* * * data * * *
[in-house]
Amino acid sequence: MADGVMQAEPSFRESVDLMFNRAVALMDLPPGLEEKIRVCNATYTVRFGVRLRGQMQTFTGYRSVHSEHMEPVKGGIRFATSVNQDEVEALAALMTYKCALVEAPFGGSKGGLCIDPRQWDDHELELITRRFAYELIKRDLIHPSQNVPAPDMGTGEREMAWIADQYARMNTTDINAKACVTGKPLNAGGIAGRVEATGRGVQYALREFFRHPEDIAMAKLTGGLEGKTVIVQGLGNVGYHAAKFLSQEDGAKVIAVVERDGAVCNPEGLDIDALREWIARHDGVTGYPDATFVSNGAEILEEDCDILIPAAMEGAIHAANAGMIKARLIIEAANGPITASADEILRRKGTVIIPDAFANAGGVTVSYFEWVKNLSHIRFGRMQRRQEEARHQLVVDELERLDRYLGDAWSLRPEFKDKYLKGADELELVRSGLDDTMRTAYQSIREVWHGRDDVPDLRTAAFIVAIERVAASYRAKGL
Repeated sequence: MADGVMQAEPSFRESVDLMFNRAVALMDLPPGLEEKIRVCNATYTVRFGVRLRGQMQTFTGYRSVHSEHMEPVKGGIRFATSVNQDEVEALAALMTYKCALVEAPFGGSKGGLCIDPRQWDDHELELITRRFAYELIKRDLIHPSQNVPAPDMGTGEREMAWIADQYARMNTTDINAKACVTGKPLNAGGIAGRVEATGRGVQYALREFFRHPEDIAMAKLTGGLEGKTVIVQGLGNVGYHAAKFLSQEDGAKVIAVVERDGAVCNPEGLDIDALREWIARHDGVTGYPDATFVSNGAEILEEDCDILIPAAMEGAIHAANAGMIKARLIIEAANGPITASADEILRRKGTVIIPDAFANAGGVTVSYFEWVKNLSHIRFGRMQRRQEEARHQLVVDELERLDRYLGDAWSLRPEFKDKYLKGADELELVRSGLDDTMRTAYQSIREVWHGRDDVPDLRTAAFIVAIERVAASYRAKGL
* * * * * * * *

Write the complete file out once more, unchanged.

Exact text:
[in-house]
Amino acid sequence: MADGVMQAEPSFRESVDLMFNRAVALMDLPPGLEEKIRVCNATYTVRFGVRLRGQMQTFTGYRSVHSEHMEPVKGGIRFATSVNQDEVEALAALMTYKCALVEAPFGGSKGGLCIDPRQWDDHELELITRRFAYELIKRDLIHPSQNVPAPDMGTGEREMAWIADQYARMNTTDINAKACVTGKPLNAGGIAGRVEATGRGVQYALREFFRHPEDIAMAKLTGGLEGKTVIVQGLGNVGYHAAKFLSQEDGAKVIAVVERDGAVCNPEGLDIDALREWIARHDGVTGYPDATFVSNGAEILEEDCDILIPAAMEGAIHAANAGMIKARLIIEAANGPITASADEILRRKGTVIIPDAFANAGGVTVSYFEWVKNLSHIRFGRMQRRQEEARHQLVVDELERLDRYLGDAWSLRPEFKDKYLKGADELELVRSGLDDTMRTAYQSIREVWHGRDDVPDLRTAAFIVAIERVAASYRAKGL
Repeated sequence: MADGVMQAEPSFRESVDLMFNRAVALMDLPPGLEEKIRVCNATYTVRFGVRLRGQMQTFTGYRSVHSEHMEPVKGGIRFATSVNQDEVEALAALMTYKCALVEAPFGGSKGGLCIDPRQWDDHELELITRRFAYELIKRDLIHPSQNVPAPDMGTGEREMAWIADQYARMNTTDINAKACVTGKPLNAGGIAGRVEATGRGVQYALREFFRHPEDIAMAKLTGGLEGKTVIVQGLGNVGYHAAKFLSQEDGAKVIAVVERDGAVCNPEGLDIDALREWIARHDGVTGYPDATFVSNGAEILEEDCDILIPAAMEGAIHAANAGMIKARLIIEAANGPITASADEILRRKGTVIIPDAFANAGGVTVSYFEWVKNLSHIRFGRMQRRQEEARHQLVVDELERLDRYLGDAWSLRPEFKDKYLKGADELELVRSGLDDTMRTAYQSIREVWHGRDDVPDLRTAAFIVAIERVAASYRAKGL